Lightning Network (LN) was originally conceived as a means of making BTC payments instant and almost free of charge. At the same time, LN can be utilized as a decentralized cross-chan exchange system. Recently, however, the developers have found a flaw in its cross-chain functionality.
Though mostly associated with Bitcoin, Lightning Network add-on is applicable to any blockchain featuring compatible basic functionality. Lightning transactions have already been successfully tested on Litecoin and Vertcoin networks.
Should the LN functionality be available on more than one blockchain, this will allow for instant decentralized token exchange by means of payment routing through third-party users who store the coins of the types needed for such exchange.
Unfortunately, this theory divorced from the reality, as one of the Lightning Network developers Corné Plooy had found out. The essential problem is that the parties to LN payments are able to delay BTC-to-LTC exchange for 24 hours or so, while monitoring the exchange rate at the same time.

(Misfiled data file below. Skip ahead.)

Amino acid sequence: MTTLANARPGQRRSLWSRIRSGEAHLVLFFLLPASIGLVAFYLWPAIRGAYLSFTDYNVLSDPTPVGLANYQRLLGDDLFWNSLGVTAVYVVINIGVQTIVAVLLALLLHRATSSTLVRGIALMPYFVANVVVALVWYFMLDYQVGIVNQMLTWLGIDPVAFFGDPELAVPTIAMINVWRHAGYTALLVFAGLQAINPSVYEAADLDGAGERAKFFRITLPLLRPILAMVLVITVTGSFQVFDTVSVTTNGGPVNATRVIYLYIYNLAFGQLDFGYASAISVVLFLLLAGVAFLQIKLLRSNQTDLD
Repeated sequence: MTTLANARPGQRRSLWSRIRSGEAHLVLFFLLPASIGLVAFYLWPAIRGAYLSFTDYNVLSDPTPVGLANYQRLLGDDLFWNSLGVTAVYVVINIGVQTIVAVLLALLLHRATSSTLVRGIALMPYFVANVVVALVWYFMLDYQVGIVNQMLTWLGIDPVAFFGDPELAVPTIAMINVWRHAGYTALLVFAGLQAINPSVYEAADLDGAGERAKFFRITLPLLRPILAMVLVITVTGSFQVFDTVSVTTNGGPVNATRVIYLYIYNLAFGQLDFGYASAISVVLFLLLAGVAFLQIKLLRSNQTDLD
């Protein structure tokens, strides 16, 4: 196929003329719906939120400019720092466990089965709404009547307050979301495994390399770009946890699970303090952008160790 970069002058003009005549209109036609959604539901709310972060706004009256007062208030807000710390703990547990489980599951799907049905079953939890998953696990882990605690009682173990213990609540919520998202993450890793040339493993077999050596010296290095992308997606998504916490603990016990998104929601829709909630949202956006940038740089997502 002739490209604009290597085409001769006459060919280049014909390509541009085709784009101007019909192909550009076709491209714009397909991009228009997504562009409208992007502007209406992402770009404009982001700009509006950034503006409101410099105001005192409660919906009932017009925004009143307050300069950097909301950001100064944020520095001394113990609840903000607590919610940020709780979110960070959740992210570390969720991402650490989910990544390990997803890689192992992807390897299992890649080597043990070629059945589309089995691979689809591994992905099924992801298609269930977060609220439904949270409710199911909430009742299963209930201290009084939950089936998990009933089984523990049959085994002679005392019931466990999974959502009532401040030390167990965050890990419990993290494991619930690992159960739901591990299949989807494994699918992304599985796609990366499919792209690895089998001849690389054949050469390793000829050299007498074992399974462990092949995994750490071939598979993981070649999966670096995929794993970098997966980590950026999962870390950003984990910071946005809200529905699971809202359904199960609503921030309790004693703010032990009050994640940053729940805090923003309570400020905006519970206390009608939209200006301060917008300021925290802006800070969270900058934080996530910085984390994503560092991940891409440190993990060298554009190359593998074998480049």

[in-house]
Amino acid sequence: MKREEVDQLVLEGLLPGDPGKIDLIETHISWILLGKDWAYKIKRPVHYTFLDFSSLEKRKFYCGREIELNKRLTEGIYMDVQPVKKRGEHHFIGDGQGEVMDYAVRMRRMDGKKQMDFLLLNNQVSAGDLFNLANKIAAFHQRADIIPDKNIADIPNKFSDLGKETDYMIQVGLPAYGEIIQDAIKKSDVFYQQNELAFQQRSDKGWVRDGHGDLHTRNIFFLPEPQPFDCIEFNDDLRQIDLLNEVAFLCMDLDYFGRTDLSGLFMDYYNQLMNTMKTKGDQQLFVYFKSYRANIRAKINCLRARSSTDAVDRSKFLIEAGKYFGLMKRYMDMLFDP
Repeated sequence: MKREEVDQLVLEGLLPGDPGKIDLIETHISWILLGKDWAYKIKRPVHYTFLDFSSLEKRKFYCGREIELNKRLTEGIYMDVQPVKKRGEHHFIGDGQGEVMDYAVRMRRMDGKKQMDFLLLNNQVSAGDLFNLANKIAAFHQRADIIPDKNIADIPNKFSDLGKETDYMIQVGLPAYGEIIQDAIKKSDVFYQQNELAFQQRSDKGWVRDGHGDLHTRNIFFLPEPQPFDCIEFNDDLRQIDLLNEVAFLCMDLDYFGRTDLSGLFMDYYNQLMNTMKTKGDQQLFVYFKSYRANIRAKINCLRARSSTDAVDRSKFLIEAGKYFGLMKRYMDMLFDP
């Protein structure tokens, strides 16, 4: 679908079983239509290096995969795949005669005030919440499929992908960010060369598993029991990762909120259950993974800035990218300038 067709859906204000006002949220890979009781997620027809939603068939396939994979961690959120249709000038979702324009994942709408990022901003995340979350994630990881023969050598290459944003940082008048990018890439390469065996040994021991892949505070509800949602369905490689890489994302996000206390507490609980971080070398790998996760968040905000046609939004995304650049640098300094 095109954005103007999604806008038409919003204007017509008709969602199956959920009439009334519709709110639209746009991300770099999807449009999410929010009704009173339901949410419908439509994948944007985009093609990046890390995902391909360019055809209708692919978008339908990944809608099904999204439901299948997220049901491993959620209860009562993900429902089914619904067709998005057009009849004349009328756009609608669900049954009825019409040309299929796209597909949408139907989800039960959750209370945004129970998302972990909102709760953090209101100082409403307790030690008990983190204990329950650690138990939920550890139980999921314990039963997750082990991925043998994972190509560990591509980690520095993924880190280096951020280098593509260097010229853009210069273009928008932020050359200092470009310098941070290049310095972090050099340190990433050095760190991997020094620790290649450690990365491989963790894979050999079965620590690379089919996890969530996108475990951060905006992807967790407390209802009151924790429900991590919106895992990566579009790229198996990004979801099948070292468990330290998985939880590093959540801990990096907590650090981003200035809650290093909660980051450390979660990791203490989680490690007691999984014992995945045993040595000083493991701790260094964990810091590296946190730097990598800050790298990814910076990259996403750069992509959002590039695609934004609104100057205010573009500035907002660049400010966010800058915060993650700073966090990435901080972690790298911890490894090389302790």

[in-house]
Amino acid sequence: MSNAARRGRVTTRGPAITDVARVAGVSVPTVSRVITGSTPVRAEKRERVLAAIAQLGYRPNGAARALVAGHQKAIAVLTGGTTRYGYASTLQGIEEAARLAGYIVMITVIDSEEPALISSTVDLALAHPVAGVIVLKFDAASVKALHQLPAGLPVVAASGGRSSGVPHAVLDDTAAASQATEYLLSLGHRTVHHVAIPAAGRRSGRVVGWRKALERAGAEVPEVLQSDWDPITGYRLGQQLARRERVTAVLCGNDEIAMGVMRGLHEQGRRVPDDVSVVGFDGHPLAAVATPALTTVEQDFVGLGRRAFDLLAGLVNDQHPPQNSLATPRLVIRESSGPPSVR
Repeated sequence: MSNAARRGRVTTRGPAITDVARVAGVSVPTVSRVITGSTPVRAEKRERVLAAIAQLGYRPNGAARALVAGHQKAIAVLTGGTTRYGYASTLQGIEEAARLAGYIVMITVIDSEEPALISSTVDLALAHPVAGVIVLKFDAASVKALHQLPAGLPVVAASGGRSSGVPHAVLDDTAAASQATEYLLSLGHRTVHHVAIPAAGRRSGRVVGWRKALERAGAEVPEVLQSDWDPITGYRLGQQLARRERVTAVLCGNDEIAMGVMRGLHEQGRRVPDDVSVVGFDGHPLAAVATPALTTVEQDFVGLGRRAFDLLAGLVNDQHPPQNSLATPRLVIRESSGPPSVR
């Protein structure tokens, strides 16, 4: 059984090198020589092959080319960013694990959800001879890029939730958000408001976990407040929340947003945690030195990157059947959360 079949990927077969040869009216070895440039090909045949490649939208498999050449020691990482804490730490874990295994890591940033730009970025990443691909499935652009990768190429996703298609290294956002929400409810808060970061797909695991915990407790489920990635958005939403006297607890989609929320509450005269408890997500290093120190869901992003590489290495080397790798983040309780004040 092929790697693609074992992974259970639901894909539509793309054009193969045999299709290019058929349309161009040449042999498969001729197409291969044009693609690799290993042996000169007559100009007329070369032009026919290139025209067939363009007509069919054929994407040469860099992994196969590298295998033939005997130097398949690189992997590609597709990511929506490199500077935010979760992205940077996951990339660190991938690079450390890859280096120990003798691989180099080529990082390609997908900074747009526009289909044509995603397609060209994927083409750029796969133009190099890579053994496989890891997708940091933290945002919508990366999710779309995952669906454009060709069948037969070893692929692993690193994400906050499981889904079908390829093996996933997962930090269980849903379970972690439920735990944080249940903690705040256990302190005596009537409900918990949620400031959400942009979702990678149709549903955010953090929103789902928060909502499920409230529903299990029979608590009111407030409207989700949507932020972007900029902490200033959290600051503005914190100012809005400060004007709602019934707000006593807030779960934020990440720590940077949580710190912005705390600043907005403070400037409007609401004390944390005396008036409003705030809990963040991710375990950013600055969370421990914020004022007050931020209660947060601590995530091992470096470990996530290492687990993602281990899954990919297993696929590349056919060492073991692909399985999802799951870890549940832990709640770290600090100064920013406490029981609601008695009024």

A user will then be able to either finish or cancel the transaction depending on the exchange rate fluctuation. Thus, a user can earn money by just cancelling loss-making transactions and accomplishing only profitable ones.
Such a flaw may potentially befall the whole idea of cross-chain LN transactions. This is why Plooy came up with alternative solution to this problem. He believes that third parties storing coins on both blockchains in question could compete with each other on fees, trustworthiness (not doing the delay attack on their users), and other features. The need to preserve one’s reputation as an exchange provider on the Lightning Network should limit the proliferation of this attack.